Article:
I’ve reviewed one other aero bike that was quick the way this is and still maintained some comfort and road feel; it also weighed in the same neighborhood—a bit less, actually. That bike was the Litespeed C1R. I liked that bike a lot, but on technical descents and under a full sprint there was a bit of lash in the frame; the wheels wouldn’t stay in plane with each other. The practical effect wasn’t that I felt like I couldn’t sprint on the bike, it was that I tended to back off my out-of-the-saddle efforts just a bit in order to focus on keeping the bike pointed exactly where I wanted it to go. The TMR01 didn’t have that issue.

The TMR01 is a remarkable bike, one that offers a lively feel along with terrific stiffness. It’s a combination of features that I honestly didn’t expect from BMC. Why not, I’m at pains to say. Though I’ve had high regard for their work, the constellation of features was something that, perhaps, I thought was beyond their engineering team. Let’s not forget that this is their first aero road frame (even if it is an adaptation of the TM01 time trial frame), which is all the more impressive when you consider how many frame designs Cervelo has been through.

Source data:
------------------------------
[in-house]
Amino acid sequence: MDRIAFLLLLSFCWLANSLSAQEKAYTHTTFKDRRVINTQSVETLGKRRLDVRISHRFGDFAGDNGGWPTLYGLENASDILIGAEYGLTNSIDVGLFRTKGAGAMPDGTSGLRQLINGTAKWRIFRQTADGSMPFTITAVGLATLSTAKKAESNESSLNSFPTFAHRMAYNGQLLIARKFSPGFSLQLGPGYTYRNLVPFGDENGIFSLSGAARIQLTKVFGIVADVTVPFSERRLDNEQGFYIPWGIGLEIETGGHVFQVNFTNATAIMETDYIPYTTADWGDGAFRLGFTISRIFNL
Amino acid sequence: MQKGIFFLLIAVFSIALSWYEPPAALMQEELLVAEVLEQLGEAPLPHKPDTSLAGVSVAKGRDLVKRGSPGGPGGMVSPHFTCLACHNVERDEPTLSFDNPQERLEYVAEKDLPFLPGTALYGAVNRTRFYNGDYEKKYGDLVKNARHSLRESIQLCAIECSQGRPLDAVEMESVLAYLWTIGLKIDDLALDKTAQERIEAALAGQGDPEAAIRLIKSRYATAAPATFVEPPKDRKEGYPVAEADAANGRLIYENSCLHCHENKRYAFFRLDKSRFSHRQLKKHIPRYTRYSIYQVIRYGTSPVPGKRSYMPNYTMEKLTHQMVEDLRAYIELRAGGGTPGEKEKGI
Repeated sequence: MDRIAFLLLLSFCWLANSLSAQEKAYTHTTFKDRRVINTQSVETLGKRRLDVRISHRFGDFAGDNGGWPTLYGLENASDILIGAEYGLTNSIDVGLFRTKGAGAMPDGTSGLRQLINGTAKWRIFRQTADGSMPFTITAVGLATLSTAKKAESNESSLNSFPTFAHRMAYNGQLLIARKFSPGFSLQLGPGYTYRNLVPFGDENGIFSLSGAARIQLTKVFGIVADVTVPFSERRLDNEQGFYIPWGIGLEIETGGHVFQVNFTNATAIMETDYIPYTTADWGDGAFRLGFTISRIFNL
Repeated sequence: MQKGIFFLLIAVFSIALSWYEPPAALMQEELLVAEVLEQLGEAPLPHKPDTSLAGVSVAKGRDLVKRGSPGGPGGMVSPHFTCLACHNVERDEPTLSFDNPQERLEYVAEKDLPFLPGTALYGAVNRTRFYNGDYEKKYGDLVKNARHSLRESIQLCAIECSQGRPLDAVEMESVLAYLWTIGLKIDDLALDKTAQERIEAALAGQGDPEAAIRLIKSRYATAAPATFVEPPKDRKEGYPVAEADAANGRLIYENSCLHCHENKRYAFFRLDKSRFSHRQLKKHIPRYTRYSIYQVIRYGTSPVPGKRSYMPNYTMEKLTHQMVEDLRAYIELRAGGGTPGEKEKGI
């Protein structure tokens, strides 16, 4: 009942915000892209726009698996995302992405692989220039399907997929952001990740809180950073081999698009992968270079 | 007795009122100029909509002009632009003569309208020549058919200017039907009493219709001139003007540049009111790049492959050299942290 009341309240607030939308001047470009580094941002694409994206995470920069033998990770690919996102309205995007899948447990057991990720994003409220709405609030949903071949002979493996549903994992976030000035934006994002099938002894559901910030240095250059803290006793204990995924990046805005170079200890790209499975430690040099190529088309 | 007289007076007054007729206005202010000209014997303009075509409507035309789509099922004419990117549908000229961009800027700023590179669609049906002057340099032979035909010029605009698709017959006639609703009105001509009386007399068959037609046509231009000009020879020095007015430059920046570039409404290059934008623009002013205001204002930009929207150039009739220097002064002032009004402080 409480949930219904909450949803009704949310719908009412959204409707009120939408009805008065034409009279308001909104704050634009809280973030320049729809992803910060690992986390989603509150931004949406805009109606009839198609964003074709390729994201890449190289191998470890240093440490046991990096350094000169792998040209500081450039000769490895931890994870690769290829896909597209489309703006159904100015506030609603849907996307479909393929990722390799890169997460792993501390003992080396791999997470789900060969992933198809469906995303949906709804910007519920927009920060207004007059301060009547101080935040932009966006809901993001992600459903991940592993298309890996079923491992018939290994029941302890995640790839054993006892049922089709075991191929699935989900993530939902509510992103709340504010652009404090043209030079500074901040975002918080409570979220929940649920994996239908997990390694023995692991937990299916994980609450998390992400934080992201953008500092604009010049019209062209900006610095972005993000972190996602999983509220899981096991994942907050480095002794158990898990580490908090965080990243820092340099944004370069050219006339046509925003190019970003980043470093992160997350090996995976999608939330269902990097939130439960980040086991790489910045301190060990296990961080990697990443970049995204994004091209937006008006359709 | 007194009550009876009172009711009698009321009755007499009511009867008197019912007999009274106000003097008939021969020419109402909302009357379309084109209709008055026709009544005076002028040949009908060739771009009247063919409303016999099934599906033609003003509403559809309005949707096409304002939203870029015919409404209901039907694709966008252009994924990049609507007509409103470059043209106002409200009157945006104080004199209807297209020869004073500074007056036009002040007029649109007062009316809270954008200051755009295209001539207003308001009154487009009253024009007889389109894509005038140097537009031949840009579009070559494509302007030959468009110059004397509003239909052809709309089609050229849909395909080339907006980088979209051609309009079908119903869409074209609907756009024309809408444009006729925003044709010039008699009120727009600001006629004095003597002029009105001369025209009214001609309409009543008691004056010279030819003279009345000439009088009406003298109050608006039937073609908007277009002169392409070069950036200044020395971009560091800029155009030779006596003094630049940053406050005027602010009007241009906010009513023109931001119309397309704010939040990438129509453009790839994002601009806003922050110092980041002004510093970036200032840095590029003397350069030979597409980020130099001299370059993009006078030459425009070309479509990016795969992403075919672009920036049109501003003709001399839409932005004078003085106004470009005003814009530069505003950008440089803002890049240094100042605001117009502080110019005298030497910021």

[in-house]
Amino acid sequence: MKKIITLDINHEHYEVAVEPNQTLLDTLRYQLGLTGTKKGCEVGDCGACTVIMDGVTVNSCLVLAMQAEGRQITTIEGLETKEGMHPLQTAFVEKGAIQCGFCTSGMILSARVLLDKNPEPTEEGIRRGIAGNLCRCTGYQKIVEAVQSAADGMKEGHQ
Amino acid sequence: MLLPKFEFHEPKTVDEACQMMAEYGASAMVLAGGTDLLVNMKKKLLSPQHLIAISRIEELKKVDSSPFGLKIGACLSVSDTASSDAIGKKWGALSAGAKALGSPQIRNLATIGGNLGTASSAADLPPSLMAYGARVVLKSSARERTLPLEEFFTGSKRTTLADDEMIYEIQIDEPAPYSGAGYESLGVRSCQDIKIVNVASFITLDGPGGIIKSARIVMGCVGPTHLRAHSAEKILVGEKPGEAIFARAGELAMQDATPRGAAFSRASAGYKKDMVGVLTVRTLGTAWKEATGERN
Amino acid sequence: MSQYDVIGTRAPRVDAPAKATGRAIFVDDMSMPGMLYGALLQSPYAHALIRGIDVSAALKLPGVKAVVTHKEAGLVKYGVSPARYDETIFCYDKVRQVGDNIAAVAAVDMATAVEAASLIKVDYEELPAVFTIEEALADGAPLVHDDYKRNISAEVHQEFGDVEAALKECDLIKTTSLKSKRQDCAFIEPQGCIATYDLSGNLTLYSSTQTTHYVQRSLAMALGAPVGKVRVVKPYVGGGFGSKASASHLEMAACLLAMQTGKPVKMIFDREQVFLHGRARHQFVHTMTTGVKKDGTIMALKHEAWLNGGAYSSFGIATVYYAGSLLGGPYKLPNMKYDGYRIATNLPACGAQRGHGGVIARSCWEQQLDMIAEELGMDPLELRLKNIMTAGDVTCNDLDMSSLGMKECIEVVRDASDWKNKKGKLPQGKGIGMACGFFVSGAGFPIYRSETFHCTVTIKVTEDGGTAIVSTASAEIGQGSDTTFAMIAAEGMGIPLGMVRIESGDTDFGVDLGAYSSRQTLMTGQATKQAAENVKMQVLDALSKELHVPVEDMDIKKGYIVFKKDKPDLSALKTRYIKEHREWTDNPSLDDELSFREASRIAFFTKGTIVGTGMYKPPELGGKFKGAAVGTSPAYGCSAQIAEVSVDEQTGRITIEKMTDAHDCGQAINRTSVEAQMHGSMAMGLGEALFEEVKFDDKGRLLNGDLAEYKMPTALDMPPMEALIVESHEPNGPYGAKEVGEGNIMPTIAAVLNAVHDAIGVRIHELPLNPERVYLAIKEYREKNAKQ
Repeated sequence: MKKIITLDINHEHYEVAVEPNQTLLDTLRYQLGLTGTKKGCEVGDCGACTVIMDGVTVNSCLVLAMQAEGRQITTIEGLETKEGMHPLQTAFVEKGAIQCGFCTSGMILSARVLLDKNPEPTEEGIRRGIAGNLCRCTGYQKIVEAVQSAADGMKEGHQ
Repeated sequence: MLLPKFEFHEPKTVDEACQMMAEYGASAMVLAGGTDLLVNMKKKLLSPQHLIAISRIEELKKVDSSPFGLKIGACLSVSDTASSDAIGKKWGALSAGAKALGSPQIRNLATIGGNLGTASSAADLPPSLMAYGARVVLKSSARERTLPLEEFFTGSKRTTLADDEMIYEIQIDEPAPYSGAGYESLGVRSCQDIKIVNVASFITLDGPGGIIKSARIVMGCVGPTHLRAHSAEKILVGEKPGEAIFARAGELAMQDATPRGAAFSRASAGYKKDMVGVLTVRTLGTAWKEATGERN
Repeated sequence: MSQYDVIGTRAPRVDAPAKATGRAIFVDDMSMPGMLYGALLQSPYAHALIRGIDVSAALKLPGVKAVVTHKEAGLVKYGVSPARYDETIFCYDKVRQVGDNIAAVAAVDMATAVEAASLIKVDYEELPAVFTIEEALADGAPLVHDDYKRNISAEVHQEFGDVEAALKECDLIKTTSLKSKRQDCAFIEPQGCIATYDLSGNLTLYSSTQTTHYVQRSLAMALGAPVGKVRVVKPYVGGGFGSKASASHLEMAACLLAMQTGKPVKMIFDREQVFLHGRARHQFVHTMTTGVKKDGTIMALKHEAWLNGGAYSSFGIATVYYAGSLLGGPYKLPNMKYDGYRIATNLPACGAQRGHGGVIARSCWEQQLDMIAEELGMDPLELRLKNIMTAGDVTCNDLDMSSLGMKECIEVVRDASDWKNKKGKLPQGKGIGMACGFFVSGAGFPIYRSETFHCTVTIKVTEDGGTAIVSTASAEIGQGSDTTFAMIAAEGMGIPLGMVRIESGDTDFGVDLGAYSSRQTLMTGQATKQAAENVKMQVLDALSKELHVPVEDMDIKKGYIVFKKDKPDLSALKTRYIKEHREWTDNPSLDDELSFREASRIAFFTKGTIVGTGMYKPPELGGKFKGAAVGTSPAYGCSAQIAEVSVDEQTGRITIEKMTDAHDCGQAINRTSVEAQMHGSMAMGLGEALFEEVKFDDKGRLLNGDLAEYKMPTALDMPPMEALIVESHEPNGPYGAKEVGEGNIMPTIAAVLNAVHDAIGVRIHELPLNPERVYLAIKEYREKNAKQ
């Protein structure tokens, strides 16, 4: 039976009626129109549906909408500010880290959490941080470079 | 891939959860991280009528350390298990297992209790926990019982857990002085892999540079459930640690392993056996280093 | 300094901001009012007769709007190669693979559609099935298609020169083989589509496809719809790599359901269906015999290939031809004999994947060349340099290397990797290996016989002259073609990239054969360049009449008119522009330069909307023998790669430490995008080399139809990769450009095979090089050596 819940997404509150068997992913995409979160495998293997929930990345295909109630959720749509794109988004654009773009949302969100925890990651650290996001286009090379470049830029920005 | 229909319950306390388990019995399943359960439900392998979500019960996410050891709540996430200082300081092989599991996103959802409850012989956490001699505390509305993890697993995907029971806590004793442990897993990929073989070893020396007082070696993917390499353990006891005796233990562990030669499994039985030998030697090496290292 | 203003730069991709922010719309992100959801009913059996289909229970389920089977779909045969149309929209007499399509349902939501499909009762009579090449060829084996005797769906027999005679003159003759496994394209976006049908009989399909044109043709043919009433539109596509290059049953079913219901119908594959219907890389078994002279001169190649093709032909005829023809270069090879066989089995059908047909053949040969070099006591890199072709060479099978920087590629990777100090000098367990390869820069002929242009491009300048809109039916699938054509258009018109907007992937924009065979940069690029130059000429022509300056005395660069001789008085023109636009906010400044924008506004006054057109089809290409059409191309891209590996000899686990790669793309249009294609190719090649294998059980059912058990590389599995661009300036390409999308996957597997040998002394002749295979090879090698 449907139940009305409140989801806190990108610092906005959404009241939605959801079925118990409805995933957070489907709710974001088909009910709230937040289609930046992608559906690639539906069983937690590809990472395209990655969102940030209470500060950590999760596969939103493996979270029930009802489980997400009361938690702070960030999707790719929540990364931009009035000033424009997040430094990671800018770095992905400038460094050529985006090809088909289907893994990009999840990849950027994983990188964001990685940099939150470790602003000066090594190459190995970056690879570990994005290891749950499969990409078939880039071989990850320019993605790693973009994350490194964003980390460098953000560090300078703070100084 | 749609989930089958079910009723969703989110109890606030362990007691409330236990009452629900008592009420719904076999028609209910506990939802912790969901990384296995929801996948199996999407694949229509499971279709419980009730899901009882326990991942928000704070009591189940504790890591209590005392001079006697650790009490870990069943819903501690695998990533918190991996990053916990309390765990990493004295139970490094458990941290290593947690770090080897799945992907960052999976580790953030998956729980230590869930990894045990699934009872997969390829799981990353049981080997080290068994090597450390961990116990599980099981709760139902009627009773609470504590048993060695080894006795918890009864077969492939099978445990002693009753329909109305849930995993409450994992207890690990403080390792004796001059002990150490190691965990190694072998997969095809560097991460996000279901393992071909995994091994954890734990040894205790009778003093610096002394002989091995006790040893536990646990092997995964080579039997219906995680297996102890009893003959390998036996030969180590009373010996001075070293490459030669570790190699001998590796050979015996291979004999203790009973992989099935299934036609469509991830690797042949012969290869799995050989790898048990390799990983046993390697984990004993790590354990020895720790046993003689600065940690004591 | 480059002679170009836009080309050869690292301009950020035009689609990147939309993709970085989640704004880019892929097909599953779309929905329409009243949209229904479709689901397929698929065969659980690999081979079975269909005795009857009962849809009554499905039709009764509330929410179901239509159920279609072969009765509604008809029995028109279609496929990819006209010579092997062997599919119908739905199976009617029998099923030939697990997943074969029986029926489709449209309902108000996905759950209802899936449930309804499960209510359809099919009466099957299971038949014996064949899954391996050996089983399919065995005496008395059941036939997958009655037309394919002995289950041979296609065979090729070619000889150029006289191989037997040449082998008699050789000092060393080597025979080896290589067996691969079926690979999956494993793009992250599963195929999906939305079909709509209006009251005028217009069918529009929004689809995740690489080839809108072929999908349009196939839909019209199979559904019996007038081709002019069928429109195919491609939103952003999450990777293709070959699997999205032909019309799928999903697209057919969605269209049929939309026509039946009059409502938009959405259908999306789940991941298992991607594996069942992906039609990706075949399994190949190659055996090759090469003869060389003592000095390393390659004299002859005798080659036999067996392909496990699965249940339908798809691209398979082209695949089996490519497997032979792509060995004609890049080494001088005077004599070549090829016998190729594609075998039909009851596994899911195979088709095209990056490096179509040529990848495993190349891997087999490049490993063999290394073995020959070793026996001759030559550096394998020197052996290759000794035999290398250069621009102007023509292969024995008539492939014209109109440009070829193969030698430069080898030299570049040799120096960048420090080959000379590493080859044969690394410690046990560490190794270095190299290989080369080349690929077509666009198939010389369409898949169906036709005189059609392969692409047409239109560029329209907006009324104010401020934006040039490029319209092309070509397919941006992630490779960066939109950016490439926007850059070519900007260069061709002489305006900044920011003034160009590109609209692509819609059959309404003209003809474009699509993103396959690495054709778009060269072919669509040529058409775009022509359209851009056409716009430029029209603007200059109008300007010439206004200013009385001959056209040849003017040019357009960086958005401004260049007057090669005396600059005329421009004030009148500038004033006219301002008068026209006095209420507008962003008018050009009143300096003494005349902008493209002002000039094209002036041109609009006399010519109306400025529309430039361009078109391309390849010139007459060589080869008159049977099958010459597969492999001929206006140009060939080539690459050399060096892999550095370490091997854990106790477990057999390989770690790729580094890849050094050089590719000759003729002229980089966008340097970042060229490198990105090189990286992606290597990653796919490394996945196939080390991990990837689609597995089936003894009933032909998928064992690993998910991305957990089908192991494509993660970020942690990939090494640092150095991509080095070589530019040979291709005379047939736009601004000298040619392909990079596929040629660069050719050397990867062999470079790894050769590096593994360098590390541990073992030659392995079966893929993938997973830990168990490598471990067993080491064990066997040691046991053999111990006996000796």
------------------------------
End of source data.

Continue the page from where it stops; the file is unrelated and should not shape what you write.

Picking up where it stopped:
Were I buying a carbon fiber bike right now, it would almost certainly be an aero road frame. Why not capitalize on a feature of the material steel and ti can’t touch? And in making my short list of bikes that I’d consider for purchase, I’d put the TMR01 in my top three choices. It’s that good.

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  1. Alex

    Hi Padraig,

    Big fan of your work. You finish with saying that the TMR01 would be part of your top 3. That’s a pretty impressive statement!

    I really enjoyed your review of R3 vs. S3 and as a Cervélo retailer it has helped us justify our similar feelings of aero vs. traditional “like bikes”. They also both respectively outsell any other road bikes we sell.

    What would be your top 3 bikes?

    1. nate

      I can only hope the Felt AR series and the Parlee ESX, only because I think they would be interesting reviews.

  2. Author

    Alex, Bruce: Regarding my other two, I don’t really want to go into print (pixels) just yet. I have suspicions, based on what I’ve seen on paper, but I have yet to put real miles on the other two bikes. I know I’ll be on one fairly soon. I hope to get on the other later this year. And at the rate things are changing, I expect I’ll have to revise that statement in two or three years.